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Irving, Stephanie, Pradhan, Cauchy, Dieterich, Marianne, Brandt, Thomas, Zwergal, Andreas and Schöberl, Florian (2018): Transient topographical disorientation due to right-sided hippocampal hemorrhage. In: Brain and Behavior, Vol. 8, No. 9, e01078 [PDF, 813kB]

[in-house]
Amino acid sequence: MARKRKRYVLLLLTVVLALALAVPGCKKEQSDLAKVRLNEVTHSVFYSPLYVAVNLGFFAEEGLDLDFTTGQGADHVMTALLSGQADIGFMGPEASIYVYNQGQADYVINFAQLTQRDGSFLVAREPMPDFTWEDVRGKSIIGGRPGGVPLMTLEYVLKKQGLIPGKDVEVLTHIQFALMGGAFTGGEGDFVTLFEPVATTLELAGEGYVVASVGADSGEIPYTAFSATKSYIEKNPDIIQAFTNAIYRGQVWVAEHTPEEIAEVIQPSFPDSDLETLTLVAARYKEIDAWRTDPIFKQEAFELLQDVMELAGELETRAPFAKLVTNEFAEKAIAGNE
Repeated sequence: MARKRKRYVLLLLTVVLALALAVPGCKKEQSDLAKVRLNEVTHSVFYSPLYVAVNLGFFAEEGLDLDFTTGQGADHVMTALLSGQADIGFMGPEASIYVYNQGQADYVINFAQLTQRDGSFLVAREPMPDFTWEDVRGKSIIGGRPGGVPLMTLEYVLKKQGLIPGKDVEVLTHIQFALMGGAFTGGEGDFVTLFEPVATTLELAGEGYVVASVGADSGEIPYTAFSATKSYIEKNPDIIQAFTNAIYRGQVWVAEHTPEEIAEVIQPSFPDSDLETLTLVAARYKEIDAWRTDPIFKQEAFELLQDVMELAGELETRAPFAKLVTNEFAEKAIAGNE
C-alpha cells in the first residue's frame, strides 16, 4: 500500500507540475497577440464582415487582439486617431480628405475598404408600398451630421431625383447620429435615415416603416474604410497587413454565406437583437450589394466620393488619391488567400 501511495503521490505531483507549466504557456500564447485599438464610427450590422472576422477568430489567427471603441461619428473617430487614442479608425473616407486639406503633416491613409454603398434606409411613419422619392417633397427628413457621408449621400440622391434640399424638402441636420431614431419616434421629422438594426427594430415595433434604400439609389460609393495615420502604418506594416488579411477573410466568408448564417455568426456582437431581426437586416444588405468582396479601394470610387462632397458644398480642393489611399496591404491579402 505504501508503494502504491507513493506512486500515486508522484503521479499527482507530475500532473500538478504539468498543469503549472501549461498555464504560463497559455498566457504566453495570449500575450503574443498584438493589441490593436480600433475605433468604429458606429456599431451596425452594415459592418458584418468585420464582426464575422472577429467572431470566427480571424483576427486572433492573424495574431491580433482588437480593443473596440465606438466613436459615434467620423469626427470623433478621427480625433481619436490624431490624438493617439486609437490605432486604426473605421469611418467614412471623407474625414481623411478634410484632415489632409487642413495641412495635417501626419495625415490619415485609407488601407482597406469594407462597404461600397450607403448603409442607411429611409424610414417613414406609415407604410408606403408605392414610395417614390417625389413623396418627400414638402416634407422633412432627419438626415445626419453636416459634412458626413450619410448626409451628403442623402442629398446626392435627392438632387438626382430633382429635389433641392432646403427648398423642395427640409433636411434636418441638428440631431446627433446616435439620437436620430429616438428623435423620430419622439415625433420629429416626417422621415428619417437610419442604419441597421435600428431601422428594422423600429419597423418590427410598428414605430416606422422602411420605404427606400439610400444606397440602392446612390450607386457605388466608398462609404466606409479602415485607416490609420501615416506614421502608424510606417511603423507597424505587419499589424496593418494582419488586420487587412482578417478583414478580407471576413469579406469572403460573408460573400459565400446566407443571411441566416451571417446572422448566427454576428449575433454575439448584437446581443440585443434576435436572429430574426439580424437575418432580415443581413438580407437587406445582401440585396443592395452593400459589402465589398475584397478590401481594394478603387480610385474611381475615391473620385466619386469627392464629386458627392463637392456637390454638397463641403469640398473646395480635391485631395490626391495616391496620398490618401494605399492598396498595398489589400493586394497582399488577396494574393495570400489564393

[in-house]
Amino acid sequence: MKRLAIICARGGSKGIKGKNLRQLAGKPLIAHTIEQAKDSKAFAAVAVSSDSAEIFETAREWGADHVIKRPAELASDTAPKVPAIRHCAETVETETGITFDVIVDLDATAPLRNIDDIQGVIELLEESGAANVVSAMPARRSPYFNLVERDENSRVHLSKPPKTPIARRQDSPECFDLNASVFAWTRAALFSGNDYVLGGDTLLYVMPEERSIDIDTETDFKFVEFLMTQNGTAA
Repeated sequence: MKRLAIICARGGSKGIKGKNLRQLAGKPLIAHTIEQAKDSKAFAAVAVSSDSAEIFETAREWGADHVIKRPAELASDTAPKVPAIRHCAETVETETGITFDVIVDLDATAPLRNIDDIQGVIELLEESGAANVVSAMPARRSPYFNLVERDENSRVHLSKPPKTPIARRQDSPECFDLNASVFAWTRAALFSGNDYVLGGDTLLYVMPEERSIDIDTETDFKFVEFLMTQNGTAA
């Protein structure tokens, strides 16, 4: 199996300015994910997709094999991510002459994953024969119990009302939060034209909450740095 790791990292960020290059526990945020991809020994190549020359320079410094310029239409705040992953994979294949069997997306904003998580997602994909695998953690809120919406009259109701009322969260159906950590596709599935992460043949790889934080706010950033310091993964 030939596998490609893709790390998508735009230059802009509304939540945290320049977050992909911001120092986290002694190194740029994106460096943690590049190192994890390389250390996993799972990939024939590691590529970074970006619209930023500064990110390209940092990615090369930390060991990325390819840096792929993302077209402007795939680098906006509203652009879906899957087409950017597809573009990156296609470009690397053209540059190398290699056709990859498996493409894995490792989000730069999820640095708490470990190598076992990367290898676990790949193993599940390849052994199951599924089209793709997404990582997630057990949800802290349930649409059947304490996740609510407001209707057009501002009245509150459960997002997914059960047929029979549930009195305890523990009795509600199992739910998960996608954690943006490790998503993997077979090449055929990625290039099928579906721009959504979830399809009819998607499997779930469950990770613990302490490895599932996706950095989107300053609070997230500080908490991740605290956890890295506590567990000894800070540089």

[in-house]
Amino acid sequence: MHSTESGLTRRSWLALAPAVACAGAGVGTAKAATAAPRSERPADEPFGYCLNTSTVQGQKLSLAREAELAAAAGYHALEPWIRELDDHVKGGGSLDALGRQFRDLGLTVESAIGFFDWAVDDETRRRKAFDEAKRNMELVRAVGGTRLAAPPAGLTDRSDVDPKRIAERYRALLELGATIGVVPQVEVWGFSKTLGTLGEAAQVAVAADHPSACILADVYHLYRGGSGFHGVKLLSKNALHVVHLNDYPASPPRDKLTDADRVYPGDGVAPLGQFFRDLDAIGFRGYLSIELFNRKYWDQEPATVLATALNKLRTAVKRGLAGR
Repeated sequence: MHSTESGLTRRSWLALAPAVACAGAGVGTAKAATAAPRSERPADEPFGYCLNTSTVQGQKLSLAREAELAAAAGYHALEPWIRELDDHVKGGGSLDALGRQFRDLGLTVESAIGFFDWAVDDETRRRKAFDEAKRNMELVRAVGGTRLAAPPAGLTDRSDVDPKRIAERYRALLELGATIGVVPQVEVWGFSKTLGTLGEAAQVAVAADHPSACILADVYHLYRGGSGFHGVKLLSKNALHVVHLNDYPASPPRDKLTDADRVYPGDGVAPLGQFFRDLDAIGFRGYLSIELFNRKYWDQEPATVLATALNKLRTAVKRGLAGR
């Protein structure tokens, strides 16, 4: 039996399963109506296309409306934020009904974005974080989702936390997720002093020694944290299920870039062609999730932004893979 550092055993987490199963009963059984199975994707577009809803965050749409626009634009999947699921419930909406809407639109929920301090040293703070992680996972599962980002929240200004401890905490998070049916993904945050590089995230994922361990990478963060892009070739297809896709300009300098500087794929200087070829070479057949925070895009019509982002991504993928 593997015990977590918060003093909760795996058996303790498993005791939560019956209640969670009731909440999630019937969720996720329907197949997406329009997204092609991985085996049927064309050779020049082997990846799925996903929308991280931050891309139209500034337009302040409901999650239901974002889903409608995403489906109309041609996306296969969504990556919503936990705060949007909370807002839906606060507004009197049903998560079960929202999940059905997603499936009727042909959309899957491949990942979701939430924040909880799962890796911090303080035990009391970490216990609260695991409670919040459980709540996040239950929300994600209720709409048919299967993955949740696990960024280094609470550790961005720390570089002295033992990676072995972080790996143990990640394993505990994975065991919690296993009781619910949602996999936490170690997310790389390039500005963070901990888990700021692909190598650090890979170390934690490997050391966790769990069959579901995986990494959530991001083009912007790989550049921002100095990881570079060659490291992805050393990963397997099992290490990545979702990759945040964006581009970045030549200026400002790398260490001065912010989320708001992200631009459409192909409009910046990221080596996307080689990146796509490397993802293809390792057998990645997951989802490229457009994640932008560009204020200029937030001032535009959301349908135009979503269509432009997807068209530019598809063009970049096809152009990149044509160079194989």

Introduction: Topographical disorientation is defined as the inability to recognize familiar or unfamiliar environments. While its slowly progressive development is a common feature of neurodegenerative processes like Alzheimer's dementia, acute presentations are less frequent and mostly caused by strategic lesions within the cerebral navigation network. Depending on the lesion site, topographical disorientation can originate from deficits in landmark recognition and utilization for route planning (egocentric navigation deficit), or disturbance of an overarching cognitive map of the spatial environment (allocentric navigation deficit). However, objective measurements of spatial navigation performance over time are largely missing in patients with topographical disorientation. Methods: We here report a 55-year-old patient with acute topographical disorientation as the single symptom of right-sided hippocampal hemorrhage and present quantitative gaze-monitoring head camera-based analyses of his path-finding strategy and visual exploration behavior in a real space navigation paradigm. Results: The patient exhibited severe allocentric and also egocentric navigation deficits during the acute phase, shown by higher error rates at finding target items. In addition, he showed a more extensive use of search saccades toward, and fixations on, landmarks that could potentially serve as spatial cues. These deficits had been completely compensated for after four months, when the patient performed unremarkably in the real space navigation task, and used even more strongly allocentric path optimization strategies than age-matched controls. Conclusions: This case report highlights the integral function and right-sided dominance of the hippocampal formation in the cerebral navigation network in humans. It shows that the cognitive map can be restored completely despite a residual hippocampal lesion, which illustrates the enormous plasticity of the cerebral navigation network in humans.

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